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Learn about the piece:

Symphony No. 4 in F minor, op. 36

Composed by

Peter Ilyich Tchaikovsky



2 flutes, 2 oboes, 2 clarinets, 2 bassoons, 4 horns, 2 trumpets, 3 trombones, tuba, timpani, percussion, strings

notes by James Keays

I. Andante sostenuto — Moderato con anima — Moderato assai, quasi Andante — Allegro vivo
II. Andantino in modo di canzona
III. Scherzo: Pizzicato ostinato — Allegro
IV. Finale: Allegro con fuoco

Composed 1877-1878. First performance: February 22, 1878, Moscow. Nikolai Rubinstein, conductor.

There is general agreement among scholars that Tchaikovsky suffered through frequent emotional crises, particularly during the time he composed his Symphony No. 4.It appears that this crisis was caused by dramatically different relationships with two women. One was Nadezhda von Meck, who provided Tchaikovsky with the opportunity to share his innermost feelings. The other was Antonina Milyukova, his partner in an ill-conceived and impossible marriage.

The first relationship began in December 1876, when Tchaikovsky accepted a commission from the wealthy widow von Meck and saw it blossom into an extraordinary fourteen year affair maintained entirely by correspondence. All personal contact was avoided, and each served as a fantasy figure for the other, their common bond being a revulsion against physical relations with the opposite sex. Nadezhda provided a generous annual stipend and both poured out their feelings in volumes of letters. It was during this highly emotional period, the spring of 1877, that Tchaikovsky began work on his Symphony No. 4. He dedicated the work to her, described it as “ours,” and confessed in writing “how much I thought of you with every bar.”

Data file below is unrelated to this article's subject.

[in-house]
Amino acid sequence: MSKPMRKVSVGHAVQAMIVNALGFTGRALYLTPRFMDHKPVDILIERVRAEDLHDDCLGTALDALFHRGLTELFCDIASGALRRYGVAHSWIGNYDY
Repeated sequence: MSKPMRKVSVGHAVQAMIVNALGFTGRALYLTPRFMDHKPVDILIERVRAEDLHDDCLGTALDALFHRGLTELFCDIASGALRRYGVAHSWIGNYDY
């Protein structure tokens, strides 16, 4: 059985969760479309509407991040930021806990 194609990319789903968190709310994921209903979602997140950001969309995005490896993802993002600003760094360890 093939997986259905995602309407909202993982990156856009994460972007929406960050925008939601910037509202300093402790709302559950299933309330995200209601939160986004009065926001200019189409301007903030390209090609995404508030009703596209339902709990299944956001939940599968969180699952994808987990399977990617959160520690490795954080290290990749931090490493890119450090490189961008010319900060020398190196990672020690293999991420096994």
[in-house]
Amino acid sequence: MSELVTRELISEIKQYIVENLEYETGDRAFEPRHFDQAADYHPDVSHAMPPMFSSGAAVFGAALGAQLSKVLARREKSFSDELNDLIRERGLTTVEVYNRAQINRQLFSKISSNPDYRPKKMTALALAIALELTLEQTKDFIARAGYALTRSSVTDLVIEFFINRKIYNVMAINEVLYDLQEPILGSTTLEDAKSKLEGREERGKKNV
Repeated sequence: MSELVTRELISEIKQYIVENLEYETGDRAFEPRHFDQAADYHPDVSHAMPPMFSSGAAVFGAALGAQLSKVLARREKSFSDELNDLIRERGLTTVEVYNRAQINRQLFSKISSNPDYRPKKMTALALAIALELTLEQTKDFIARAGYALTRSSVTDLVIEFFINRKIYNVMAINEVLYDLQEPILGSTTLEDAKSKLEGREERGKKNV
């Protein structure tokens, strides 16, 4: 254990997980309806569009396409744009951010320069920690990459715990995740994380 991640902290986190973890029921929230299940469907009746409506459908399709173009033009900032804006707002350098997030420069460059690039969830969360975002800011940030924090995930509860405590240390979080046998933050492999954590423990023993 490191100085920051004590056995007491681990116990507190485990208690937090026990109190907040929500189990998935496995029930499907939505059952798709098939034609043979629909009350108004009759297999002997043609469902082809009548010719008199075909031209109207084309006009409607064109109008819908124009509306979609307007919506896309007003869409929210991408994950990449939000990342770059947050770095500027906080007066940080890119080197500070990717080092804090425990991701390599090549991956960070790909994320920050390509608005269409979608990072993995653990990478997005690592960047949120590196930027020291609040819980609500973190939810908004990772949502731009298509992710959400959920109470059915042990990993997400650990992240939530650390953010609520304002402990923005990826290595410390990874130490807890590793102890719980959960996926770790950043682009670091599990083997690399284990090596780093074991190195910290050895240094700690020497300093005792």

In late April or early May 1877, Tchaikovsky received a written declaration of love from Antonina Milyukova, who claimed to have met him as a student at the Conservatory. He immediately rejected her offer but later changed his mind. Perhaps he was moved by the similar plight of Tatyana in the Pushkin novel Eugene Onegin, a work that was firing his imagination at the time and would become an opera of the same name.

He might have taken the advice of well-meaning friends who hoped the relationship would provide a “cure.” The marriage took place in July. Tchaikovsky made an attempt at suicide in September. Throughout all of this emotional turmoil, he continued to pour out his feelings to Madame von Meck and worked feverishly on Symphony No. 4 and Eugene Onegin.

The premiere of the symphony took place the following February to mixed reviews. It was presented as an abstract work, but for the benefit of Madame von Meck, Tchaikovsky provided a “private” program. In it, he describes the opening fanfare as “Fate, the fatal power which hinders one in the pursuit of happiness.” It returns again and again to mark off the principle sections of the movement. The second movement shows “another phase of sadness. One mourns the past and has neither the courage nor the will to begin a new life.” The pizzicato figures in the scherzo “are capricious arabesques, vague figures, which slip into the imagination when one has taken wine and is slightly intoxicated: military music is heard passing in the distance.”

The finale is explained in part as follows: “If you have no pleasure in yourself, look about you. Go to the people. See how they can enjoy life and give themselves up entirely to festivity.” Tchaikovsky concludes this most personal of all his large-scale works with a restatement of the “fate” theme which tries unsuccessfully to silence the folk songs and marches of the people. The program ends with the words, “Rejoice in the happiness of others and you can still live.”

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